Billionaire SK Macharia Causes a Stir After He Appeared Before Senate, Here is what he said

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As they say “first you get the money then you get the power” so it goes with billionaire S.K Macharia who just caused confusion in parliament

The businessman who is the chairman of  the Royal Media Services has advocated for the use of the biometric voter register as oposed to the manual system which has been suggested by some of the oposition leaders to identify voters during this year’s General Election,

Macharia was speaking on behalf of the Media Owners Association when he went before the Joint Legal and ICT committee of the Senate today.

The billionare who mostly airs his views and affects part of the election outcome  through his media stations, noted that the voting system in Kenya cannot be  be electronic, then  the identification of voters be manual.

He said “There is no issue of manual or electronic voting. We have the biometric voter register and the same equipment is used to identify the voters,”

He told that if there is a discrepancy between the number of voters in a particular voting station and the number of ballots cast, the number of ballots cast should stand.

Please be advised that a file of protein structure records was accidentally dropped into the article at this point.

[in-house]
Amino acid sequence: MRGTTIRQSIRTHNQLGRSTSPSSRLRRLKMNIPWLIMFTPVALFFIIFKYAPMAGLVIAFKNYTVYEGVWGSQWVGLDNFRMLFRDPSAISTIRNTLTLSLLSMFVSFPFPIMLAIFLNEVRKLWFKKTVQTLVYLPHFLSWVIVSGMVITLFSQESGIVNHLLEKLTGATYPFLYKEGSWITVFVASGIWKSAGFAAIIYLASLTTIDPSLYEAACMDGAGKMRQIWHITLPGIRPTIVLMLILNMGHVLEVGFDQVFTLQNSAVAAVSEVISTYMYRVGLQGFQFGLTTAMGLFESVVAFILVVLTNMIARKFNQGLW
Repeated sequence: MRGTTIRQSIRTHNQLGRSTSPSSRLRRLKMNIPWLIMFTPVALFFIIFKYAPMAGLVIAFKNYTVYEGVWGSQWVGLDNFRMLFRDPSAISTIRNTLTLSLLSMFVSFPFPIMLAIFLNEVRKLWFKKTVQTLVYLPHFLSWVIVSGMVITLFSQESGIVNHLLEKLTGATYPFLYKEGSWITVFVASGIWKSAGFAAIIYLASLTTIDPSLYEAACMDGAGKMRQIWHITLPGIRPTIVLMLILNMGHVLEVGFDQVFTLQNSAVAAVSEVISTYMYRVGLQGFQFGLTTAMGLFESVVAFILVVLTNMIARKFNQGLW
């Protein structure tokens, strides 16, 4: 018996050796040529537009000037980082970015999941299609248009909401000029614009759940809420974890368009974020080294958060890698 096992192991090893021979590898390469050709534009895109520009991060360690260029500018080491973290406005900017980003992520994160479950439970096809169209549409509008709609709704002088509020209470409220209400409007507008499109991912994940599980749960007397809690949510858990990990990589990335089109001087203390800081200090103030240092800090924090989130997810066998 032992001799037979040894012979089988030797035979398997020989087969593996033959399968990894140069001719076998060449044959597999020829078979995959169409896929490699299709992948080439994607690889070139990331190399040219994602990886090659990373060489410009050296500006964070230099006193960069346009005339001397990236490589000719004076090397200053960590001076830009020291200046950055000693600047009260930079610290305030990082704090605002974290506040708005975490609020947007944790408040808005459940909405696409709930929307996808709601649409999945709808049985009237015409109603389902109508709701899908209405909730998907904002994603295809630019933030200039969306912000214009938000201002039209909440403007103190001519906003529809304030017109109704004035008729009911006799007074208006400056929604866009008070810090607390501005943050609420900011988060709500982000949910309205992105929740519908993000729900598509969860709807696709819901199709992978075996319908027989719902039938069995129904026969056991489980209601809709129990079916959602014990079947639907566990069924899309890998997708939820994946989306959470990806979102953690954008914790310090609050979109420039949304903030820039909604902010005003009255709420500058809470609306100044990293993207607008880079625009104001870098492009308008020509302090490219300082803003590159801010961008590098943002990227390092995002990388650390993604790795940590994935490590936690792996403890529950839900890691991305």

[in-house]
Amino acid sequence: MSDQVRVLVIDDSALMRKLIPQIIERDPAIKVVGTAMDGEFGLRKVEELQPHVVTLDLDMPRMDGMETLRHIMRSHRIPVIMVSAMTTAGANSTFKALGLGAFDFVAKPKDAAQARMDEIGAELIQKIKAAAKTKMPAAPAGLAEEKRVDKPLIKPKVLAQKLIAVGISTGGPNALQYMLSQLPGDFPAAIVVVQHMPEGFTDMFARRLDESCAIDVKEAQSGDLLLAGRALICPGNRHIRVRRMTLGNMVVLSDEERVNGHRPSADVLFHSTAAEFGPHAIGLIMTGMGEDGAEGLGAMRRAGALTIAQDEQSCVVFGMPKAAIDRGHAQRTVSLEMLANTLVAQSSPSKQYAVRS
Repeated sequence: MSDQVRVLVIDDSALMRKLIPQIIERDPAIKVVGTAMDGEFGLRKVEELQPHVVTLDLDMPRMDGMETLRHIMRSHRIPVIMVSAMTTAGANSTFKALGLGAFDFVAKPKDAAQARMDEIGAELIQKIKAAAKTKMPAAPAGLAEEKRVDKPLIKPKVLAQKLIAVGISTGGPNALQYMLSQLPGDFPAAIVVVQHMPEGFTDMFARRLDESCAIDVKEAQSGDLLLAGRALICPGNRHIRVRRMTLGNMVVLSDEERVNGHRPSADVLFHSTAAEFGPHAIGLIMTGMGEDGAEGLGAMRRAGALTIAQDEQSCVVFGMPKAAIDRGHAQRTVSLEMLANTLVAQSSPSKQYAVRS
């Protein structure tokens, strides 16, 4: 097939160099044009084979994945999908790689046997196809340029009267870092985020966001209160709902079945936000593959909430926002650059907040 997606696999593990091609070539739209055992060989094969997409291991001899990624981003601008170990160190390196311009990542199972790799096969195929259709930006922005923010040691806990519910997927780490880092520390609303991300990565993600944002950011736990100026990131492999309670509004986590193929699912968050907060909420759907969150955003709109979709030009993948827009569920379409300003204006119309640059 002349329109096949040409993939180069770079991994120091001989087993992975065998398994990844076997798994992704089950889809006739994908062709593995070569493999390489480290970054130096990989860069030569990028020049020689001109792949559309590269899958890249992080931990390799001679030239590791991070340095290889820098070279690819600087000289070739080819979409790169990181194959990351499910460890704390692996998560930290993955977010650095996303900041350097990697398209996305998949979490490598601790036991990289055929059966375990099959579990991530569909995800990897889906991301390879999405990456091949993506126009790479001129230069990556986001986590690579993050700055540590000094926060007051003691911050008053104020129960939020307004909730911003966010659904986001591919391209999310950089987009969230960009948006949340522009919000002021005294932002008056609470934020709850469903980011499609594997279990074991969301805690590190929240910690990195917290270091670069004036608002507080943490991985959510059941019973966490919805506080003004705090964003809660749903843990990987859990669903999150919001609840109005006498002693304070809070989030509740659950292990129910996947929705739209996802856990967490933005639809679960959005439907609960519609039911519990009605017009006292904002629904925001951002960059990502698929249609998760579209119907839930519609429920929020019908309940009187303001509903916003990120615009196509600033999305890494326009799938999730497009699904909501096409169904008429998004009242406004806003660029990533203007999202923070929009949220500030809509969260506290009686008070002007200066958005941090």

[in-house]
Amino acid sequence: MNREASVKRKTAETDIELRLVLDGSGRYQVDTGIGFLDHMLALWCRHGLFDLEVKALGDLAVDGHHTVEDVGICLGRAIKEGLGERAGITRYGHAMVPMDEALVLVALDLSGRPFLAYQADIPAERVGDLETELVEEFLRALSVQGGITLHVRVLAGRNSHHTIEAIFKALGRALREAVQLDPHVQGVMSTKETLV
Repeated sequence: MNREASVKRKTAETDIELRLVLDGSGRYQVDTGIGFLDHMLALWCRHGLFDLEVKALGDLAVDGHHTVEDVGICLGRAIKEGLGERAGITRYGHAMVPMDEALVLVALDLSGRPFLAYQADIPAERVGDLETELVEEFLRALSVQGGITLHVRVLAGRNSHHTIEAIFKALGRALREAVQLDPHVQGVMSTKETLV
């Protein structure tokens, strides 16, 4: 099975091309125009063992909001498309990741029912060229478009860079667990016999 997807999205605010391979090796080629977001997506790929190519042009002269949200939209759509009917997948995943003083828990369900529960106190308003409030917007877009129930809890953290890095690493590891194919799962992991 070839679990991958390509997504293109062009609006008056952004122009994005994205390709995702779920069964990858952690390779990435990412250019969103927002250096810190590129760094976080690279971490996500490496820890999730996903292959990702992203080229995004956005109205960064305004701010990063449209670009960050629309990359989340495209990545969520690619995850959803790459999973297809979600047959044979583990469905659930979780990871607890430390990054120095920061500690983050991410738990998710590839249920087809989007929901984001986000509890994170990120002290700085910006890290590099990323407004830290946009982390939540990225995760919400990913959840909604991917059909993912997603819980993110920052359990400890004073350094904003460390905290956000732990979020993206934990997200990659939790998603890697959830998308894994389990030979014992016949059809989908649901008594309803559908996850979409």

Macharia strongly spoke against using the manual voter register saying it could be easily compromised by anyone. He also noted that the electronic register captured a number of identifying features including the fingerprints and eye colour among others.

“If you print the voter register you will have my name but you cannot have my fingerprints and my eyes. If someone insists that he is registered you can type on the equipment and his picture and fingerprint will be identified,” he said.

He also noted that using the manual register could open up the process to manipulation as it relies on manual reading of the names of people who have already voted.

“If it is [the] manual register alone that identifies [voters] you can have as many people vote assuming that you just cancel all the names”, he said.

“There is no 100 per cent electronic voting in Kenya, not even in Ghana. What we’re saying is let the identification be from the biometric equipment not from a printed paper. Once the process is completed everything else is manual from vote marking [to] vote counting. Should the number [of people] be different from the number of votes in the ballot box, then the ballots cast carry”, he added.

He urged the committee to borrow a leaf from Ghana’s elections in 2012 and 2016 where the country used only the electronic voter register to verify the identity of voters.

Via: Citizen

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